The band emerged from the side of the stage to an already energetic crowd. Following a quick tune-up and a nod to Atlanta, Yonder sped into “No Expectations”. Although it is a number that I frequently see, this tune is an excellent opportunity for Jeff to showcase his talent. The song was very well played despite being a frequent set opener, but proved to be ineffective at jumpstarting a band that had just delivered two huge shows in Asheville the nights previous. Sadly, after the jammed out opening, the brakes were quickly applied. Though songs were solidly played, the energy behind them seemed to be lacking, and the band looked a little tired. Yonder progressed quickly through standard versions of “Rain Still Falls”, “Naughty Sweetie”, “East Nashville Easter”, and “How Bout You” before arriving at a duo of bluegrass tunes that I’d take at every show, “Big Spike Hammer” and “Hit Parade Of Love”. Although the crowd was energized from the first note, it wasn’t until somewhere between “Polly Put the Kettle On” and “Rambler’s Anthem”, that Yonder finally hit a stride; by this time though we were already two thirds of the way through the first set. In an attempt to maintain some of the momentum gained toward the end of the set, Yonder rounded it out with a rowdy “Boatman”, tiding the audience over through the break.
Yonder returned to a partying crowd and picked up with a quick, “Fastball”. I love this banjo number, especially from a broken-handed banjo player. Despite a fast opening, the lack of energy and emotion seemed to carry over from the first set. This did change, however. It almost seemed as though a switch was thrown mid-way through the second set. The crowd had been smitten with the band the entire night, however, when Yonder went into “Come Together”, the place went absolutely nuts. “Casualty” was out of this world, and contained an exceptional jam that was a little on the exploratory side. Exploration with the music is something that I wish Yonder would start to consider and infuse into their live performances. “Out Of The Blue” continued to instill energy into the band leading to Ben’s drop into a big “Kentucky Mandolin”. This tune really highlights his technical playing skills and ability to shift the direction of the music, and a show. I said the same thing about the great “Kentucky Mandolin” played in Nashville earlier on tour. Kudos to Ben for absolutely destroying this song everywhere he goes. In my eyes, it was at this point the show ended and something new started.
What came next was nothing short of an earful, and contained some of the best playing that I’ve heard at any of the 55 shows I’ve attended. “Little Maggie” is always a treat, and a song that I infrequently get to hear. Knowing that something will likely be sandwiched between this favorite always leads to anticipation. The expectancy culminated in a giant “Snow On The Pines”, which moved into an unforeseen “Up On The Hill Where They Do The Boogie”. I liked the placement of this song and the segue into a lively “King Eb”; Jeff, providing the animation as always. Although there may be a liberal use of the “<” symbol, I think it is inarguable that when a Yonder fan sees something like, “Little Maggie > Snow On The Pines > Up On The Hill Where They Do The Boogie > King Ebeneezer > Snow On The Pines > Little Maggie”, they know something big went down. That was definitely the case on this Saturday night at The Tabernacle. The double encore of “Tear Down the Grand Ol Opry” and “Sideshow Blues” rounded out an enjoyable evening in Atlanta, and left a giant smile plastered on my face.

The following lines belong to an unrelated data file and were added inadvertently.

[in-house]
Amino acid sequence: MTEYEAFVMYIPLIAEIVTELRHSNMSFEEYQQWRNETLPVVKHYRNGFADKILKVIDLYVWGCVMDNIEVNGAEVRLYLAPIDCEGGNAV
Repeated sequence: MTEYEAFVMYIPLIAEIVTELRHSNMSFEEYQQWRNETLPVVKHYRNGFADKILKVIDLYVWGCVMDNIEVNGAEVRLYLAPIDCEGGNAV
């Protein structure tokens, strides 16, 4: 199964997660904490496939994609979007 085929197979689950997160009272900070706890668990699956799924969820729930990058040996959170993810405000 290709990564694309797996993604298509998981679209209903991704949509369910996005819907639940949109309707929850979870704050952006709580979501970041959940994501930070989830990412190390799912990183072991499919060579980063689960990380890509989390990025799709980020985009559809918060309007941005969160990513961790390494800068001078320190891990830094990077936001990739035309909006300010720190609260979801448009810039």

This was an amazing evening full of great music and fantastic people. In my stint of seeing Yonder I’ve come to notice what the band is drinking on stage. If it’s water or tea, you might end up with choppy setlist. If it’s alcohol, then you might need to hold onto your shoes. Atlanta was a water night. I’m not criticizing the musical quality of the show so much as I am the energy and flow. I thought Atlanta was fun, but lacked a lot of the liveliness and excitement that I’ve come to expect out of Yonder Mountain. Looking back to what occurred in Asheville, I can understand why this might have been the case. That being said, Yonder has been playing exceptionally well lately, delivering some of the most consistent music I’ve heard out of this band. The songs and the movement between solos are more polished (i.e., Adam is a flatpicking machine). One thing is for certain, Yonder has plenty of fuel left in the tank and a loyal following; keep on going!
Written by Jeff Green
|Yonder Mountain String Band|
2/12/11 The Tabernacle, Atlanta, GA
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